Other mod­els of engage­ment might also be use­ful. For exam­ple, as the issue of global cli­mate change has become more urgent, earth and atmos­pheric sci­en­tists in fed­eral agen­cies, uni­ver­si­ties, and non-governmental orga­ni­za­tions have worked together to iden­tify impor­tant infor­ma­tion for stu­dents and adults to under­stand about cli­mate and the impacts of and responses to cli­mate change. Now that they have devel­oped a frame­work that lays out the essen­tial prin­ci­ples that all cit­i­zens should know about cli­mate science,[12] fed­eral agen­cies such as NOAA and NASA are fund­ing efforts to develop effec­tive ways to help a wide range of pub­lic audi­ences under­stand the sci­ence and engage in the rel­e­vant issues. Project 2061, AAAS’s sci­ence lit­er­acy ini­tia­tive is lead­ing one such effort. The project is iden­ti­fy­ing data col­lected by the National Oceanic and Atmos­pheric Admin­is­tra­tion (NOAA) and NASA that can be trans­lated into class­room activ­i­ties designed to help stu­dents under­stand a vari­ety of weather and cli­mate phe­nom­ena and the sci­en­tific prin­ci­ples that explain them. Sim­i­lar efforts to iden­tify phenomena-based learn­ing expe­ri­ences in the brain sciences—aligned to national and state stan­dards and to the Neu­ro­science Core Concepts—could be the focus of pro­duc­tive col­lab­o­ra­tions between brain sci­en­tists and K-12 sci­ence edu­ca­tors and researchers.

Editor’s note: in this arti­cle for Cere­brum mag­a­zine, reprinted here with per­mis­sion, Dr. Jo Ellen Rose­man and Mary Kop­pal from the Amer­i­can Acad­emy for the Advance­ment of Sci­ence (AAAS) dis­cuss how brain sci­ence fits into national class­room cur­ric­ula. While rec­om­men­da­tions pub­lished by AAAS, the National Research Coun­cil, the Soci­ety for Neu­ro­science, and the Col­lege Board all include stan­dards relat­ing to the brain, what stu­dents actu­ally learn in the class­room varies greatly from state to state.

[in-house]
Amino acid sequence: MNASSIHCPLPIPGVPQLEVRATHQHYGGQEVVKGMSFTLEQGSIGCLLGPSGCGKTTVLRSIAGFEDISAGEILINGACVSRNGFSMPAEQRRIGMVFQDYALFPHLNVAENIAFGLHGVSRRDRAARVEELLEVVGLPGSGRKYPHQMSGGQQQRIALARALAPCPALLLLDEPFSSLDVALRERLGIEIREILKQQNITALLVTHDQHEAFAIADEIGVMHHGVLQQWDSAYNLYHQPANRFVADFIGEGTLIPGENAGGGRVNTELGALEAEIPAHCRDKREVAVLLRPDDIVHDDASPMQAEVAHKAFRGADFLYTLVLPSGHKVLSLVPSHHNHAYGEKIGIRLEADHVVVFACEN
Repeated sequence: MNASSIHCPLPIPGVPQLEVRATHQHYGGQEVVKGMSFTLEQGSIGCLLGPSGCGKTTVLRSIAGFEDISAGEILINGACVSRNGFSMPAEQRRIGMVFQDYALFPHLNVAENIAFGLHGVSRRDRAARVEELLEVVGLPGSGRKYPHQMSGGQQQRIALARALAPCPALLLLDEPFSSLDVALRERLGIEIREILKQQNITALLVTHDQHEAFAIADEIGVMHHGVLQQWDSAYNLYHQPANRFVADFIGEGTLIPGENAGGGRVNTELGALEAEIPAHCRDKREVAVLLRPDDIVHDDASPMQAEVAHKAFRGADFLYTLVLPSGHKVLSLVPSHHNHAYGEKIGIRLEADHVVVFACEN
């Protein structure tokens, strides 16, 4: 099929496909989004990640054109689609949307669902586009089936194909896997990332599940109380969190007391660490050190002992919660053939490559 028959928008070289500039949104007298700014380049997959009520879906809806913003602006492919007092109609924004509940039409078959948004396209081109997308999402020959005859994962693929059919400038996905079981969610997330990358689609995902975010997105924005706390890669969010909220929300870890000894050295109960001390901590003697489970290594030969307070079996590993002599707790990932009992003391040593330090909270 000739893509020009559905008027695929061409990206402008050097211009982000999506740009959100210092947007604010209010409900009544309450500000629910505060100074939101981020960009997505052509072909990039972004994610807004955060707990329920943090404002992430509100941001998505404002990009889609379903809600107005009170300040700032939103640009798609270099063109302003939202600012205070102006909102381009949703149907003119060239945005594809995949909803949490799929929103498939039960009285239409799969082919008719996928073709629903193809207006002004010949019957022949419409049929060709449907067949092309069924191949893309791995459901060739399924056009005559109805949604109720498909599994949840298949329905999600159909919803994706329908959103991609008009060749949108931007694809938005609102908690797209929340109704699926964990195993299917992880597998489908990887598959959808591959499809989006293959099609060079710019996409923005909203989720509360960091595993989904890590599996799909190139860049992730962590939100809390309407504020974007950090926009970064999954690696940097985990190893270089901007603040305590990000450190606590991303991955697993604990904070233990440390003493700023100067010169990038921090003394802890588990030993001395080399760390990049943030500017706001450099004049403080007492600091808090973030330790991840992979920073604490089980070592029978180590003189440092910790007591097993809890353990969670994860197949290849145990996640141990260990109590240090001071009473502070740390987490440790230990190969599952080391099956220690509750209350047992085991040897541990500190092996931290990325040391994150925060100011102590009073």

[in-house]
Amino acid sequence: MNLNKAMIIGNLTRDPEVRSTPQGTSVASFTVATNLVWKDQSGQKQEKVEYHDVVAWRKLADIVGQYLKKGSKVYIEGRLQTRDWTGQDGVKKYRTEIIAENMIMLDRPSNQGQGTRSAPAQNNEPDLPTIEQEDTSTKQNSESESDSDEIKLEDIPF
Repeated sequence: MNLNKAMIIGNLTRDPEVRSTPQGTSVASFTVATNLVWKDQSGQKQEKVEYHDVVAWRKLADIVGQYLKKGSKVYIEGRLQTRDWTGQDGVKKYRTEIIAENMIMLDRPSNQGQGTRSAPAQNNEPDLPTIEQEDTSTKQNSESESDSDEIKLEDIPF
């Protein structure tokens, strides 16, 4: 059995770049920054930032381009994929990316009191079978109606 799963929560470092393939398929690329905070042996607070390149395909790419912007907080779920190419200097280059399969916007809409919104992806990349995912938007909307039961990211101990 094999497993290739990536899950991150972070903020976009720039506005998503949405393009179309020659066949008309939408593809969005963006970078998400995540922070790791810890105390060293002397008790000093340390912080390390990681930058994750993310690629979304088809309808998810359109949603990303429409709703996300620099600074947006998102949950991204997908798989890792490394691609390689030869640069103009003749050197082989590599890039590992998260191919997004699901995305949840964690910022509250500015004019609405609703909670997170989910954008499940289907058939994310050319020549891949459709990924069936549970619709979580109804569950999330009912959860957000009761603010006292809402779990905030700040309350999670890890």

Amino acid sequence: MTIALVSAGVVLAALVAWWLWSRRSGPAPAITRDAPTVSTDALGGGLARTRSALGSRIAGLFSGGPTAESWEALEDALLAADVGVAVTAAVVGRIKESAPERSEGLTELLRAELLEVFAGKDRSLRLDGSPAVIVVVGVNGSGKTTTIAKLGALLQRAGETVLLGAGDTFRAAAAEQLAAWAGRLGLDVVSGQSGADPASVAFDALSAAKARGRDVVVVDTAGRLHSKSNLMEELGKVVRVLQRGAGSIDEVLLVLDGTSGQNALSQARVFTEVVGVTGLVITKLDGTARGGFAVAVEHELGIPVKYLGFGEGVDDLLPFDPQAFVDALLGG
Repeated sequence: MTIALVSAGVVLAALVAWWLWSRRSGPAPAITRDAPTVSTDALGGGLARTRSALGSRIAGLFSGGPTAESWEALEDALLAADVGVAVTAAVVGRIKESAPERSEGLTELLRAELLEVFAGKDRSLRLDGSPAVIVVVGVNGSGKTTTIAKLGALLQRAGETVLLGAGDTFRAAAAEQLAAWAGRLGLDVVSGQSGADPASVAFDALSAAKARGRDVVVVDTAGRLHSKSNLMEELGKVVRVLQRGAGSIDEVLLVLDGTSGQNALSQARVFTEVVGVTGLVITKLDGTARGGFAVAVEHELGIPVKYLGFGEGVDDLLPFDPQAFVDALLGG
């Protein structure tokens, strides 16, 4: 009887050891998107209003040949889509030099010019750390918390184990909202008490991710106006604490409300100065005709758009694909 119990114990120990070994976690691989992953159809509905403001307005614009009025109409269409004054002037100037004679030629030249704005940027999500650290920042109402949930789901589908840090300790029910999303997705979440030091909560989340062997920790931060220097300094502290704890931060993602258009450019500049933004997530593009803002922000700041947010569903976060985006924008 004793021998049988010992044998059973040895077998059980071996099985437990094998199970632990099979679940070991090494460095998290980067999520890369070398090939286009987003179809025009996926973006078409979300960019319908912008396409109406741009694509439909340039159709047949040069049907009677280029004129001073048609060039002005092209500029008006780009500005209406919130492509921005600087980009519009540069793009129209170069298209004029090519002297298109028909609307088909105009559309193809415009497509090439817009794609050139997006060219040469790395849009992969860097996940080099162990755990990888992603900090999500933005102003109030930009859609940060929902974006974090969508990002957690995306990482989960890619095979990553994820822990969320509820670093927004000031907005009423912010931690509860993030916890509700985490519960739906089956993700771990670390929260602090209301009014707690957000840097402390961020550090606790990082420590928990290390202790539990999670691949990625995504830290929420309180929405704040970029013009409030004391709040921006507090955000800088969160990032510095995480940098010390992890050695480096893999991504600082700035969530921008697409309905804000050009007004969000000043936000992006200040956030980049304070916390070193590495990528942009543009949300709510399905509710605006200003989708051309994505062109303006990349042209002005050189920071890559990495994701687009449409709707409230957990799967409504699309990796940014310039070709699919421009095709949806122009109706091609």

Jo Ellen Rose­man, Ph.D., is direc­tor of Project 2061 of the Amer­i­can Asso­ci­a­tion for the Advance­ment of Sci­ence and over­sees its pro­grams and activ­i­ties aimed at improv­ing edu­ca­tion in sci­ence, math­e­mat­ics, and tech­nol­ogy for all stu­dents. Dr. Rose­man joined Project 2061 with the release of Sci­ence for All Amer­i­cans in 1989 and has been involved in the devel­op­ment, test­ing, and dis­sem­i­na­tion of its sub­se­quent tools, includ­ing Bench­marks for Sci­ence Lit­er­acy, Resources for Sci­ence Lit­er­acy: Pro­fes­sional Devel­op­ment, Atlas of Sci­ence Lit­er­acy and its cur­rent effort to design assess­ments of sci­ence lit­er­acy. Dr. Rose­man is the prin­ci­pal inves­ti­ga­tor for the Cen­ter for Cur­ricu­lum Mate­ri­als in Sci­ence, funded through the National Sci­ence Foundation’s (NSF) Cen­ter for Learn­ing and Teach­ing pro­gram, and prin­ci­pal inves­ti­ga­tor for a cur­ricu­lum devel­op­ment project funded by the U.S. Depart­ment of Edu­ca­tion and focused on mid­dle and high school chem­istry and biology.